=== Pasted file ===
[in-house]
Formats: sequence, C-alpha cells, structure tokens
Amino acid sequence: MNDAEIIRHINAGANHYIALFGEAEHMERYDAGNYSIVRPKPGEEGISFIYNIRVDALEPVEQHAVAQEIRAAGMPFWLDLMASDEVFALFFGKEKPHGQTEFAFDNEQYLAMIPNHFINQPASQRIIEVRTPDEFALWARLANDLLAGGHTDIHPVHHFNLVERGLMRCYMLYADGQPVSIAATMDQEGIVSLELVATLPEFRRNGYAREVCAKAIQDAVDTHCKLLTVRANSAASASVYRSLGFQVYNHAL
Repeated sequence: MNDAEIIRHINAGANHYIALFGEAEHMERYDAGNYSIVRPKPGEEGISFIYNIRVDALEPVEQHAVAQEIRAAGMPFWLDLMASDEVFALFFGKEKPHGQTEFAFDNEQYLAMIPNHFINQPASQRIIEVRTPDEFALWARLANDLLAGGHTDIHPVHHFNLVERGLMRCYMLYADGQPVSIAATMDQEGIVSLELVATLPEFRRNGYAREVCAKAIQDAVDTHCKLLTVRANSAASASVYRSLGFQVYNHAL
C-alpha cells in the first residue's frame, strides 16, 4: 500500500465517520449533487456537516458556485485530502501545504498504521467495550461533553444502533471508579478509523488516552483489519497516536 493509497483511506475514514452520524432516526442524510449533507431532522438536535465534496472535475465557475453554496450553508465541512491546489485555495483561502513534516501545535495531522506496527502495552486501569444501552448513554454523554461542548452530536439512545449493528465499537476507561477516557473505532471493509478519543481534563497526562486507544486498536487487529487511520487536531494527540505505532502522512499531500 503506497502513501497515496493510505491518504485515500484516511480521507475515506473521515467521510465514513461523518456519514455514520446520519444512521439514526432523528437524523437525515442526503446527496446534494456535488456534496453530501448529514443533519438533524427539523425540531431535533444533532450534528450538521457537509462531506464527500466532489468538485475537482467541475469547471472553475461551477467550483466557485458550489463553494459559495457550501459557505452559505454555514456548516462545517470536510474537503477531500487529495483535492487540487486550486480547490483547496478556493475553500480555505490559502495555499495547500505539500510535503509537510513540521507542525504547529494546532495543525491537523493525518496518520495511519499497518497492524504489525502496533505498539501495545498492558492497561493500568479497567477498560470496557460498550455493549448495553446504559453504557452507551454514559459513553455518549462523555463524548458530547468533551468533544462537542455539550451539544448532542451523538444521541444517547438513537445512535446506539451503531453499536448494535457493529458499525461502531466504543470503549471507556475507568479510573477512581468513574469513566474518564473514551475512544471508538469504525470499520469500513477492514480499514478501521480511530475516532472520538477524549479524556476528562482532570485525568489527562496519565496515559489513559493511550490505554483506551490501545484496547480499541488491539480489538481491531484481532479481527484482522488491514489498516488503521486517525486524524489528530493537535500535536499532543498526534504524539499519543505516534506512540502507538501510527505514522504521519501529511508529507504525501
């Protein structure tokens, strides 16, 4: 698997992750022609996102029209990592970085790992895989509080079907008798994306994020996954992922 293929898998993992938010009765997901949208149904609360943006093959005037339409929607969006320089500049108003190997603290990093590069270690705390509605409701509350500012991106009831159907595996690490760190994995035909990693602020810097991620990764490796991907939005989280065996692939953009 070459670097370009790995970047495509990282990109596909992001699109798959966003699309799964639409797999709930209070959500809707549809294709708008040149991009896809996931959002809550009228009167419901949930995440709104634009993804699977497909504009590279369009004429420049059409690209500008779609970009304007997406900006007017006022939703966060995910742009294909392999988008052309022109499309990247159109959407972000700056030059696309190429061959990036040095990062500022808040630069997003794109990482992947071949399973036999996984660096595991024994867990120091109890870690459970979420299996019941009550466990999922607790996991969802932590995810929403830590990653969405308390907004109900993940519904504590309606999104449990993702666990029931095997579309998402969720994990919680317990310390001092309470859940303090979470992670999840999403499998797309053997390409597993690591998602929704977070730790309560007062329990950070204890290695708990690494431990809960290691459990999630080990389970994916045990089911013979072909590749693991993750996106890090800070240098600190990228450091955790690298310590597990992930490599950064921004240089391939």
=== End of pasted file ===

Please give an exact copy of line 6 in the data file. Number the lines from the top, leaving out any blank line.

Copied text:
């Protein structure tokens, strides 16, 4: 698997992750022609996102029209990592970085790992895989509080079907008798994306994020996954992922 293929898998993992938010009765997901949208149904609360943006093959005037339409929607969006320089500049108003190997603290990093590069270690705390509605409701509350500012991106009831159907595996690490760190994995035909990693602020810097991620990764490796991907939005989280065996692939953009 070459670097370009790995970047495509990282990109596909992001699109798959966003699309799964639409797999709930209070959500809707549809294709708008040149991009896809996931959002809550009228009167419901949930995440709104634009993804699977497909504009590279369009004429420049059409690209500008779609970009304007997406900006007017006022939703966060995910742009294909392999988008052309022109499309990247159109959407972000700056030059696309190429061959990036040095990062500022808040630069997003794109990482992947071949399973036999996984660096595991024994867990120091109890870690459970979420299996019941009550466990999922607790996991969802932590995810929403830590990653969405308390907004109900993940519904504590309606999104449990993702666990029931095997579309998402969720994990919680317990310390001092309470859940303090979470992670999840999403499998797309053997390409597993690591998602929704977070730790309560007062329990950070204890290695708990690494431990809960290691459990999630080990389970994916045990089911013979072909590749693991993750996106890090800070240098600190990228450091955790690298310590597990992930490599950064921004240089391939």